Competing at the Southern Equine Expo, held amidst the hills and hollows of Murfreesboro, Tennessee, was as a practice run for Kenzi Brost and her horse, Aspen. The two are preparing to compete in this year’s Midwest Horse Fair’s Mountain Trail Challenge.
“I wanted to take Aspen to this competition (SEE) so he could get a feel for the expo atmosphere and see a few obstacles that he hasn’t had the chance to see yet,” said Brost. “The atmosphere at the Midwest Horse Fair is basically unparalleled, so I thought what better form of exposure than to compete (at SEE). I also have a love for obstacles and have competed very successfully in trail classes previously.”
The horse and handler team placed sixth out of 11 competitors entered in the in-hand division classes held Feb. 21-22 at the Tennessee exposition. Having successfully completed one competition, they are now looking forward to their next challenge at MHF April 19 in Madison.
The 11-hour drive to Murfreesboro brought Brost and Aspen to the expo grounds a few hours before they were to compete. Their day-of-the-event arrival was too late for them to make practice runs held the evening before.
“He kept his cool the entire event and tackled some new obstacles, such as a balance beam and teeter totter,” said Brost. “I was very impressed with his composure, and being that we still have two months until the Midwest Horse Fair, I am excited to see how much progress he will have made by then.”
The MHF is partnering with the International Mountain Trail Challenge Association to hold the competition. Handlers and riders of all ages, levels and backgrounds and their horses vie for cash prizes by navigating a course of natural and manmade obstacles of varying difficulty. The classes include in-hand and mounted categories. One of 46 teams entered in this year challenge, Brost and Aspen will again compete in in-hand classes.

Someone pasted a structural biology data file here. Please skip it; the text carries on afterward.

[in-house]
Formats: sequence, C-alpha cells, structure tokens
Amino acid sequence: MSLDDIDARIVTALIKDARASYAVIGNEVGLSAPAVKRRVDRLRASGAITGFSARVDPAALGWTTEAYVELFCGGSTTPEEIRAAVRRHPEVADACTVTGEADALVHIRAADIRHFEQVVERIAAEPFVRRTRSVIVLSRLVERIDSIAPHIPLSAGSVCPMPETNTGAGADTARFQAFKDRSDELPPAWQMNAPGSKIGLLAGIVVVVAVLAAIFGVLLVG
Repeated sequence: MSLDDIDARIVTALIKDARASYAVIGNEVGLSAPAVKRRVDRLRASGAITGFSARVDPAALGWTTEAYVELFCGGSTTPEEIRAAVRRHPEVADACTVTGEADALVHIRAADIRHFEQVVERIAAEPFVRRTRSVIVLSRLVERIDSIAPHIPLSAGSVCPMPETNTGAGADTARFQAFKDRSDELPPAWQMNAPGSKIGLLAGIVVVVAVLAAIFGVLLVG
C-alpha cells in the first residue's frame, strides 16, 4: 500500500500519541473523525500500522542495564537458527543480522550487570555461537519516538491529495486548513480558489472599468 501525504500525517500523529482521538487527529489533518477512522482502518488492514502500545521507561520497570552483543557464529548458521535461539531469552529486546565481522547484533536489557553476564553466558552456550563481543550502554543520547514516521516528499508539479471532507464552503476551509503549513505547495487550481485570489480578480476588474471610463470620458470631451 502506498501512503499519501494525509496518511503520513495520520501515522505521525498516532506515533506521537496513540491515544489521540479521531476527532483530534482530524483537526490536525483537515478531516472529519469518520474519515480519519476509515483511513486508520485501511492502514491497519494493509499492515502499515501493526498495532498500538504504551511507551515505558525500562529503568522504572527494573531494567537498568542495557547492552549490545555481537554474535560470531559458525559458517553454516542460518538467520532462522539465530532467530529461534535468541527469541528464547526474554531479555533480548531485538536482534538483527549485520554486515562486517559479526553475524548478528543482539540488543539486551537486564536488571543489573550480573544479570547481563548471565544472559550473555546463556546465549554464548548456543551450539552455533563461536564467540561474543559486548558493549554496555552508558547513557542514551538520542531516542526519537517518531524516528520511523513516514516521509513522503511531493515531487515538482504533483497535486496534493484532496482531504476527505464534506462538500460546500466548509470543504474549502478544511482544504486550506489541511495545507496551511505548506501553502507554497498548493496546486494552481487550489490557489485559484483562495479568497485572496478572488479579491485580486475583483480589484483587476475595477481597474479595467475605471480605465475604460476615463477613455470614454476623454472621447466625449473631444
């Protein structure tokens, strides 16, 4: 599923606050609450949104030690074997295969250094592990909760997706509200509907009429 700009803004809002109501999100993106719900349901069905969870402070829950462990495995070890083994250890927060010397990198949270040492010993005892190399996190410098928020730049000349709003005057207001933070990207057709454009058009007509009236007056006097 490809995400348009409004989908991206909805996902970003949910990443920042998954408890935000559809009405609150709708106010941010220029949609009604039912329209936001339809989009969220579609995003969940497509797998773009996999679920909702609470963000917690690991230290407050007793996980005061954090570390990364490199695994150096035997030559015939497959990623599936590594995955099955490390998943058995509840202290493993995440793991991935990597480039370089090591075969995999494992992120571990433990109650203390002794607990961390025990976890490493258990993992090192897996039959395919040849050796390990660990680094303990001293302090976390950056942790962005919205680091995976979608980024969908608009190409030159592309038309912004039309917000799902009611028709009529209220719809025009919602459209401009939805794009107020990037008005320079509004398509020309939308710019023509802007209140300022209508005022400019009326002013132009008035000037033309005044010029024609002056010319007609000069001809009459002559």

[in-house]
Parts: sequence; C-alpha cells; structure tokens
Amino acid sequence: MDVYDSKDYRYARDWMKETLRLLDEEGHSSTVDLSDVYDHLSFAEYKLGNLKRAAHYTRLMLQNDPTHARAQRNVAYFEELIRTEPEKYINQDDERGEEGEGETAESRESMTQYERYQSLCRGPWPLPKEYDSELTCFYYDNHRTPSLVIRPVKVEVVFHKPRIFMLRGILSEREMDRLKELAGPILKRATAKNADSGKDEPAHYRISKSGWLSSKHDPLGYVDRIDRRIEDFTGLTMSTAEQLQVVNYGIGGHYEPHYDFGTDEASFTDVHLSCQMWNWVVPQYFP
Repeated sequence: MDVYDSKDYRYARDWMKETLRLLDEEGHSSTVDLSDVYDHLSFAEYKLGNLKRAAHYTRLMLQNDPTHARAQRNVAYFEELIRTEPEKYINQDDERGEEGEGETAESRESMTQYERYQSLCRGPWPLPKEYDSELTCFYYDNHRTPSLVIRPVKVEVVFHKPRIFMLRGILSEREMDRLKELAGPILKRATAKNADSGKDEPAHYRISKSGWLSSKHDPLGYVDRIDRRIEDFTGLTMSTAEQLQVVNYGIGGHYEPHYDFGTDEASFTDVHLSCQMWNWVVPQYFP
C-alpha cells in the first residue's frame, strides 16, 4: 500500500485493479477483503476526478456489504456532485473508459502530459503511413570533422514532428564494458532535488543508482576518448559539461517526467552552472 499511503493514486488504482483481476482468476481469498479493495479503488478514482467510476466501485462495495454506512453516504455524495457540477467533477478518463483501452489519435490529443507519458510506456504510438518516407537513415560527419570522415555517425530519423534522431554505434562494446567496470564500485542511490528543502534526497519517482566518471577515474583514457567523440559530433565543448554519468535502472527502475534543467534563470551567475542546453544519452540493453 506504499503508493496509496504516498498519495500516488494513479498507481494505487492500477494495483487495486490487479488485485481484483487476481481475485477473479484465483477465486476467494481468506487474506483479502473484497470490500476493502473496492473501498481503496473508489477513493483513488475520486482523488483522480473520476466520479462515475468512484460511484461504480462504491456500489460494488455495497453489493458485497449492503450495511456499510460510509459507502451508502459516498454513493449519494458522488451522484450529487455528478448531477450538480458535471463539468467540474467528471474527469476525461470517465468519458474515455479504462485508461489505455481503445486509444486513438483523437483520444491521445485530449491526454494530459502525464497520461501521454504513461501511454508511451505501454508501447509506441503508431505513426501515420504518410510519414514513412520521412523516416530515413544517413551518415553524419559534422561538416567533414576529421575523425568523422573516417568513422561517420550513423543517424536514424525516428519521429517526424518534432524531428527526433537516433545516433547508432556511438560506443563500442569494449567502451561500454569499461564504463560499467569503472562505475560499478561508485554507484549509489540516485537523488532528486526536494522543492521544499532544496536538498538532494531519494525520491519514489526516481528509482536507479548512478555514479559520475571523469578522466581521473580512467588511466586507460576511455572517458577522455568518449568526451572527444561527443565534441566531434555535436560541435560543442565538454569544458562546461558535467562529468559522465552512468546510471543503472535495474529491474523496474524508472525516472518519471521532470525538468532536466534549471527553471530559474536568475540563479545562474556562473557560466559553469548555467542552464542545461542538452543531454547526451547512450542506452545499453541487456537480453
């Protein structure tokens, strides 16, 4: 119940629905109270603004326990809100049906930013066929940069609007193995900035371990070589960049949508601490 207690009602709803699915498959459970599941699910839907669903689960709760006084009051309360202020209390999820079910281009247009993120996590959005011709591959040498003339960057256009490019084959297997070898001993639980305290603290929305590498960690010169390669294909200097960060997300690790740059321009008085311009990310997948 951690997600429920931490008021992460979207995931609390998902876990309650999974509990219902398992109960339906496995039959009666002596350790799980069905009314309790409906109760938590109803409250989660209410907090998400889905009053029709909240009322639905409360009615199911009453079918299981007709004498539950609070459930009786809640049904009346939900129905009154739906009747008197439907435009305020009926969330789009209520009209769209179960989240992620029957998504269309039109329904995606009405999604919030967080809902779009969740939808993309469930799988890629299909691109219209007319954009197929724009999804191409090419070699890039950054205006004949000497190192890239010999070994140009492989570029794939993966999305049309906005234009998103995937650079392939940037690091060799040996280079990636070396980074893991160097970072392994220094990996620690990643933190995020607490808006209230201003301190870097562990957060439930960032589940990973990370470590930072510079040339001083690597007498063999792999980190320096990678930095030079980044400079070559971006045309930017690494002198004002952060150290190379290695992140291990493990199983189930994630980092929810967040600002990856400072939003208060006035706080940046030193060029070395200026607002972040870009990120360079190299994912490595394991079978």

“I originally made the decision to compete at the Midwest Horse Fair because I wanted to give Aspen a new experience,” said Brost. “I started training him when he was just a foal, so he has a very strong foundation. However, I wanted to push him out of his comfort zone and really give him a beneficial learning experience.”
Brost started her horse experience nearly 14 years ago when she was just 7 years old, taking dressage lessons at a local boarding stable.
“My passion for riding and training grew from there,” said Brost. “I really developed my own training style based on the influences of my personal trainers, as well as any other knowledge I could gather from videos and books.”
She first started training horses professionally when she was 15 years old and continues to offer her knowledge and experience through her business, Hollywood Horse Training.
“Hollywood Horse Training all began when I decided to enter a trainer’s challenge which I saw advertised on Facebook that was put on by Pony Tales Refuge and Rehab, Inc.,” said Brost. “The nurse mare orphan foal I ended up getting to train was Aspen.”
To prepare for the trail challenge, Brost tries to spend an hour a day working with Aspen, working on basic ground maneuvers as well as practicing with the few obstacles she has set up. The potential obstacles at the MHF include suspension bridges, water crossings and raised back-throughs.
Now coming five, the Warmblood/Thoroughbred cross is being started in under-saddle training. Brost hopes to eventually compete with him in dressage and possibly eventing.
Along with preparing for the trail challenge, Brost attends UW-Stevens Point, majoring in biochemistry and pre-veterinary medicine; she has recently been accepted to UW-Madison’s School of Veterinary Medicine.
The concept of Mountain Trail Challenges started in 2001 at the Oregon Horse Center as an indoor winter trail show. Mountain Trail has flourished and expanded over the years in the USA as well as Australia, Canada and Europe.
Courses are designed to mimic the terrain and obstacles riders and horses might encounter during a ride in nature, which can include bridges, ponds, teeter-totter bridges, four-foot jump up and large logs to step over. The trails are designed with three levels of difficulty to challenge with a goal to not intimidate or create unsafe conditions.
Trail challenges are open to all horse breeds as well as mules and donkeys and all riding styles, and amateurs can compete as well as professionals.
“We are very excited to show off exactly what a rescue horse can do at these events,” said Brost. “We know what we need to practice up on and will be coming into the Mountain Trail Challenge as prepared as we can be.”
Information about the MHF Mountain Trail Challenge can be found on the event’s website.
Brost can be contacted by emailing firstname.lastname@example.org or on her Facebook page at Kenzi Anna Brost.